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Divorce Tax Tips #2: Consider the Children

August 19th

Often, the most difficult part of divorce for many couples is the impact it may have on the children. While this can be an exceptionally trying time emotionally, it is important to also consider the effect children may have on the legalities of the divorce itself and the later filing of tax returns.

When factoring children into a divorce situation, there are several issues that may arise with regards to tax law.

Dependency Exemption

Under IRS tax regulations, the right to a dependency exemption goes solely to the custodial parent. This means that in the case of joint custody arrangements, the exemption status can get a bit murky.

In most joint custody arrangements, the exemption will go to the parent with whom the child spends the majority of his or her time. However, if the joint arrangement is truly equal, the exemption will be granted to the parent with the highest adjusted gross income.

If desired, parents can agree to alternate or transfer the dependency exemption by filing a Form 8332 with the IRS. In the case of multiple children, parents may also decide to split the children for tax reasons, so that each parent may benefit from the dependency exemption.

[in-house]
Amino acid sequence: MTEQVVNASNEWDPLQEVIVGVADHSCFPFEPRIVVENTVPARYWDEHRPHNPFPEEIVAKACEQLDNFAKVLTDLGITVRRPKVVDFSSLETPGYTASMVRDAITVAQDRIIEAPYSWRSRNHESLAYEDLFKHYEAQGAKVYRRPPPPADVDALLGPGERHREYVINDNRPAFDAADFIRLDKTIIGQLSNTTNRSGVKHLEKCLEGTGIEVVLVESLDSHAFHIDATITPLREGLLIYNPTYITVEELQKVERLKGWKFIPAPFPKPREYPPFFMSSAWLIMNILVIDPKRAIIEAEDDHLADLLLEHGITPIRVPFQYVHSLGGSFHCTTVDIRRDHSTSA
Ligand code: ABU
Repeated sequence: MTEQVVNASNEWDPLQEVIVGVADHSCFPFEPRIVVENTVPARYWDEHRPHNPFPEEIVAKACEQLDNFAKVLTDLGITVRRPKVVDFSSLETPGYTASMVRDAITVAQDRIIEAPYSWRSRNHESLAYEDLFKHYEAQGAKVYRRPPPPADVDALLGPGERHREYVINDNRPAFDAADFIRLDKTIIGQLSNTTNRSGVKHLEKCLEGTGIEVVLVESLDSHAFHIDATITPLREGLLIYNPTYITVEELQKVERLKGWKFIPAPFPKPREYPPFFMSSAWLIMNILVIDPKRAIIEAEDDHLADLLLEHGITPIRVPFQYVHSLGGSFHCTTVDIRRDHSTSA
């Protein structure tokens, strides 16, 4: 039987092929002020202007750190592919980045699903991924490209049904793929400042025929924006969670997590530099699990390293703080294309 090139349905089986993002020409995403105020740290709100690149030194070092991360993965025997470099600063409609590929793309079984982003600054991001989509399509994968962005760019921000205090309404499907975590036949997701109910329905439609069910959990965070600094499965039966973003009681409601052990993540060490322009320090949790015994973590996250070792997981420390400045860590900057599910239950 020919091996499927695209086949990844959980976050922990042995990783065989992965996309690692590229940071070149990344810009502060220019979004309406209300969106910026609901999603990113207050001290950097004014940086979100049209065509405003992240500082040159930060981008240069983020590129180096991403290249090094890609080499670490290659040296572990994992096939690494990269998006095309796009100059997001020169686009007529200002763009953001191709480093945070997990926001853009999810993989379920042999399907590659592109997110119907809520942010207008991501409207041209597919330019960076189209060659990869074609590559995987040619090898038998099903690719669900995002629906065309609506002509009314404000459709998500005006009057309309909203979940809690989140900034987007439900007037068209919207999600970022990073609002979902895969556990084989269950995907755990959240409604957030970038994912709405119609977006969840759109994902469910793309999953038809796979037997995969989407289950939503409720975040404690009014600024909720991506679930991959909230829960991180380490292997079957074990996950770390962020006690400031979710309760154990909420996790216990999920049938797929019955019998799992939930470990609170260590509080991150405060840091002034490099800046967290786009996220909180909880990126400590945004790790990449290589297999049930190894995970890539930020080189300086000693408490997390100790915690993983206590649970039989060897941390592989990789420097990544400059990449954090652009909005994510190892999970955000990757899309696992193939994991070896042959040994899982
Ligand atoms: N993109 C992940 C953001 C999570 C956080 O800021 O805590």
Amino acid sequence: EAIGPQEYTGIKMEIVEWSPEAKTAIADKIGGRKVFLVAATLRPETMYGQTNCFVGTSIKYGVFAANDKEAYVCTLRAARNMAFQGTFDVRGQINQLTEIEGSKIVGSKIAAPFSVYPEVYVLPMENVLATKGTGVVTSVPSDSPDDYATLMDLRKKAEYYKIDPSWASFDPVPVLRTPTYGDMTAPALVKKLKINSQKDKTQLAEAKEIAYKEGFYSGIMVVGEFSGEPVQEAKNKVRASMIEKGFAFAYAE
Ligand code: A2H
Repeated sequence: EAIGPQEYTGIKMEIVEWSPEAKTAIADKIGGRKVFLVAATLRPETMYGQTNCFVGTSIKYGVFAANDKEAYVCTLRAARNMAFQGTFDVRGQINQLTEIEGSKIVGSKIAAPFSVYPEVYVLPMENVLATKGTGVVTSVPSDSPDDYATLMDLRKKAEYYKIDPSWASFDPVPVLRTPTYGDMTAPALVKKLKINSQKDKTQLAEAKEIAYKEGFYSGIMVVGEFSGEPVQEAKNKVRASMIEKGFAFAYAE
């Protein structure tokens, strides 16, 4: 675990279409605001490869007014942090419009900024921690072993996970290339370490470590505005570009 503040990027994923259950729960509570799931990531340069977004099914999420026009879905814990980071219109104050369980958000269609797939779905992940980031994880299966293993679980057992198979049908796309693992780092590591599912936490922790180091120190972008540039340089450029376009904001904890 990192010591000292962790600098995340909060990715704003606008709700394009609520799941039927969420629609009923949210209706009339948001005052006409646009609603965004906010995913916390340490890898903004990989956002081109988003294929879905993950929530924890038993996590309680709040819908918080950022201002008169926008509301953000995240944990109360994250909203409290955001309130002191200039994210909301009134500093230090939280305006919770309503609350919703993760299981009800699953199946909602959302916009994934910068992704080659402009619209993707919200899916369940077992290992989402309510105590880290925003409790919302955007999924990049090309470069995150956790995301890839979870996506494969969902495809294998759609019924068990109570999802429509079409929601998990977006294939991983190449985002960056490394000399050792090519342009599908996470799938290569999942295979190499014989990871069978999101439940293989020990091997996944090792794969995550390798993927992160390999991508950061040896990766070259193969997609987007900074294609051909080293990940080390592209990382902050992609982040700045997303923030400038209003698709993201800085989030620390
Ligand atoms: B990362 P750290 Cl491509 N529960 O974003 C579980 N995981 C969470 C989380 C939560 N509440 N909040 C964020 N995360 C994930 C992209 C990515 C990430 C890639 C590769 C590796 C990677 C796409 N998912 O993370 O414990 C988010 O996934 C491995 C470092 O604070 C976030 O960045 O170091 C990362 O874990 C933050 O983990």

Child Support

Support to a former spouse through spousal maintenance or alimony is, in most cases, considered deductible. It usually will be considered income to the recipient spouse and, as such, is deductible by the paying spouse.

Spousal maintenance becomes deductible if the payments are made according to a written agreement or judgement and the spouse are no longer members of the same household. The payments must also cease upon the death of the recipient.

Unfortunately, child support is not tax deductible. Unlike spousal maintenance, the IRS values child support as tax neutral. It is not considered income to the recipient or deductible by the payor.


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